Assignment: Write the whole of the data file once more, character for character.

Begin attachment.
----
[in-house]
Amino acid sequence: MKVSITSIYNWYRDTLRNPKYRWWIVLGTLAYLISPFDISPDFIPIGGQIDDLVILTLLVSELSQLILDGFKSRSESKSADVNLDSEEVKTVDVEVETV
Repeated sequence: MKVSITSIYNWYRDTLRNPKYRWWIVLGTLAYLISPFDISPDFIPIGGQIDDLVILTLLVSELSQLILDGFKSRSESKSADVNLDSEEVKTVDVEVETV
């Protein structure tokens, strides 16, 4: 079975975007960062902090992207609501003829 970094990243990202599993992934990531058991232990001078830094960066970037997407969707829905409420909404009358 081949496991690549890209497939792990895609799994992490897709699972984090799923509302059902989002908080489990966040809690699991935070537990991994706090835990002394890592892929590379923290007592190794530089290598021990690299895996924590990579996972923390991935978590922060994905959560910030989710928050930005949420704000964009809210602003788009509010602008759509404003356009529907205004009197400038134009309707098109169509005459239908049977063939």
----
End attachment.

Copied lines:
[in-house]
Amino acid sequence: MKVSITSIYNWYRDTLRNPKYRWWIVLGTLAYLISPFDISPDFIPIGGQIDDLVILTLLVSELSQLILDGFKSRSESKSADVNLDSEEVKTVDVEVETV
Repeated sequence: MKVSITSIYNWYRDTLRNPKYRWWIVLGTLAYLISPFDISPDFIPIGGQIDDLVILTLLVSELSQLILDGFKSRSESKSADVNLDSEEVKTVDVEVETV
């Protein structure tokens, strides 16, 4: 079975975007960062902090992207609501003829 970094990243990202599993992934990531058991232990001078830094960066970037997407969707829905409420909404009358 081949496991690549890209497939792990895609799994992490897709699972984090799923509302059902989002908080489990966040809690699991935070537990991994706090835990002394890592892929590379923290007592190794530089290598021990690299895996924590990579996972923390991935978590922060994905959560910030989710928050930005949420704000964009809210602003788009509010602008759509404003356009529907205004009197400038134009309707098109169509005459239908049977063939």